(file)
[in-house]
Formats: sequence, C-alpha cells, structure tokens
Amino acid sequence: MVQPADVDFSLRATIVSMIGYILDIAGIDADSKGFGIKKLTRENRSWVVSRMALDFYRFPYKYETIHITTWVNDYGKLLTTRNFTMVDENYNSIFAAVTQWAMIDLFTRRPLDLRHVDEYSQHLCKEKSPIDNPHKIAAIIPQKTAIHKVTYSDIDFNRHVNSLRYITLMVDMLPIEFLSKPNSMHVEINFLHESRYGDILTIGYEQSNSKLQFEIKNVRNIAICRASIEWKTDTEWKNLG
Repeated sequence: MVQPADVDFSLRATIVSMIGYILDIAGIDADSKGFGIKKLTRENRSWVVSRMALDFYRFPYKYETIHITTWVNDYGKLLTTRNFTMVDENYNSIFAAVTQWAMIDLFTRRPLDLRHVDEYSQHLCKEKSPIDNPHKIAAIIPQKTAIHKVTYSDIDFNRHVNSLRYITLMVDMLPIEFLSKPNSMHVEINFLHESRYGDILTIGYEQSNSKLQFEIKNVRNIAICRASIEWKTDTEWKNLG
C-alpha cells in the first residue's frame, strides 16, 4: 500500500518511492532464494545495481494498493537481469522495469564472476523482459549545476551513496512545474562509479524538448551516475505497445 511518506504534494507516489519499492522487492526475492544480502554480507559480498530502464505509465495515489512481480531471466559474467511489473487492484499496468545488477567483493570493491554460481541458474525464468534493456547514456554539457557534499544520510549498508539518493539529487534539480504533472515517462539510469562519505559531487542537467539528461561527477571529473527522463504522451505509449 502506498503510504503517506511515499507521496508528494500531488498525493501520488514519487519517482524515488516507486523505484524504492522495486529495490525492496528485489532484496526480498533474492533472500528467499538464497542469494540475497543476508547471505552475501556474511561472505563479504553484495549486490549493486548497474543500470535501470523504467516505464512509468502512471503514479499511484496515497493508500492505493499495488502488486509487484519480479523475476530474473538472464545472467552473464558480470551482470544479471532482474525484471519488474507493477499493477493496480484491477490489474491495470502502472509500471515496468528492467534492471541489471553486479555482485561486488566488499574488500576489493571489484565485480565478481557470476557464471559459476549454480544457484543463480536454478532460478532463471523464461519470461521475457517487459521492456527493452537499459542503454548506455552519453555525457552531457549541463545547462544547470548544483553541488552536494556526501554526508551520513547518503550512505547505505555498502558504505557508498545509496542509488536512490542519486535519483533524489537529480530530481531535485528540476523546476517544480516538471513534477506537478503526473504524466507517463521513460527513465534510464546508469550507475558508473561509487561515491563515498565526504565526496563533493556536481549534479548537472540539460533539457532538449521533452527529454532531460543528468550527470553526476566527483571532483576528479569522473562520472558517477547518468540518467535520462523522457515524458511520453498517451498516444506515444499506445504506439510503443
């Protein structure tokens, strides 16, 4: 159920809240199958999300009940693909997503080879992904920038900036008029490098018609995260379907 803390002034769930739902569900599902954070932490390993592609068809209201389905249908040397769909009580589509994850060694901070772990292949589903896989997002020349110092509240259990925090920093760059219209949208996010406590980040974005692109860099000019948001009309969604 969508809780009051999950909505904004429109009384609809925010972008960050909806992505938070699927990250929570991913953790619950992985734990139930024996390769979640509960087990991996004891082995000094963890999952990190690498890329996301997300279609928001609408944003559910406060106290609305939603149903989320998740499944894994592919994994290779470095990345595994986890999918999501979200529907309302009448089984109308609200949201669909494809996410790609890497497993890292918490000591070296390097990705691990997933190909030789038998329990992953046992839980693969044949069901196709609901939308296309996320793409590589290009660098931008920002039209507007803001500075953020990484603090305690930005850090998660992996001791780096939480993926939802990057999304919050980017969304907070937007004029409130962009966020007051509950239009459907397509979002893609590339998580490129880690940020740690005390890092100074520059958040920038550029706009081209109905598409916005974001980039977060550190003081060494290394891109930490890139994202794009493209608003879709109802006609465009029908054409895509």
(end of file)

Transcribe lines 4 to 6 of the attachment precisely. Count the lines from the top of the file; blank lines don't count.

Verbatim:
Repeated sequence: MVQPADVDFSLRATIVSMIGYILDIAGIDADSKGFGIKKLTRENRSWVVSRMALDFYRFPYKYETIHITTWVNDYGKLLTTRNFTMVDENYNSIFAAVTQWAMIDLFTRRPLDLRHVDEYSQHLCKEKSPIDNPHKIAAIIPQKTAIHKVTYSDIDFNRHVNSLRYITLMVDMLPIEFLSKPNSMHVEINFLHESRYGDILTIGYEQSNSKLQFEIKNVRNIAICRASIEWKTDTEWKNLG
C-alpha cells in the first residue's frame, strides 16, 4: 500500500518511492532464494545495481494498493537481469522495469564472476523482459549545476551513496512545474562509479524538448551516475505497445 511518506504534494507516489519499492522487492526475492544480502554480507559480498530502464505509465495515489512481480531471466559474467511489473487492484499496468545488477567483493570493491554460481541458474525464468534493456547514456554539457557534499544520510549498508539518493539529487534539480504533472515517462539510469562519505559531487542537467539528461561527477571529473527522463504522451505509449 502506498503510504503517506511515499507521496508528494500531488498525493501520488514519487519517482524515488516507486523505484524504492522495486529495490525492496528485489532484496526480498533474492533472500528467499538464497542469494540475497543476508547471505552475501556474511561472505563479504553484495549486490549493486548497474543500470535501470523504467516505464512509468502512471503514479499511484496515497493508500492505493499495488502488486509487484519480479523475476530474473538472464545472467552473464558480470551482470544479471532482474525484471519488474507493477499493477493496480484491477490489474491495470502502472509500471515496468528492467534492471541489471553486479555482485561486488566488499574488500576489493571489484565485480565478481557470476557464471559459476549454480544457484543463480536454478532460478532463471523464461519470461521475457517487459521492456527493452537499459542503454548506455552519453555525457552531457549541463545547462544547470548544483553541488552536494556526501554526508551520513547518503550512505547505505555498502558504505557508498545509496542509488536512490542519486535519483533524489537529480530530481531535485528540476523546476517544480516538471513534477506537478503526473504524466507517463521513460527513465534510464546508469550507475558508473561509487561515491563515498565526504565526496563533493556536481549534479548537472540539460533539457532538449521533452527529454532531460543528468550527470553526476566527483571532483576528479569522473562520472558517477547518468540518467535520462523522457515524458511520453498517451498516444506515444499506445504506439510503443
């Protein structure tokens, strides 16, 4: 159920809240199958999300009940693909997503080879992904920038900036008029490098018609995260379907 803390002034769930739902569900599902954070932490390993592609068809209201389905249908040397769909009580589509994850060694901070772990292949589903896989997002020349110092509240259990925090920093760059219209949208996010406590980040974005692109860099000019948001009309969604 969508809780009051999950909505904004429109009384609809925010972008960050909806992505938070699927990250929570991913953790619950992985734990139930024996390769979640509960087990991996004891082995000094963890999952990190690498890329996301997300279609928001609408944003559910406060106290609305939603149903989320998740499944894994592919994994290779470095990345595994986890999918999501979200529907309302009448089984109308609200949201669909494809996410790609890497497993890292918490000591070296390097990705691990997933190909030789038998329990992953046992839980693969044949069901196709609901939308296309996320793409590589290009660098931008920002039209507007803001500075953020990484603090305690930005850090998660992996001791780096939480993926939802990057999304919050980017969304907070937007004029409130962009966020007051509950239009459907397509979002893609590339998580490129880690940020740690005390890092100074520059958040920038550029706009081209109905598409916005974001980039977060550190003081060494290394891109930490890139994202794009493209608003879709109802006609465009029908054409895509």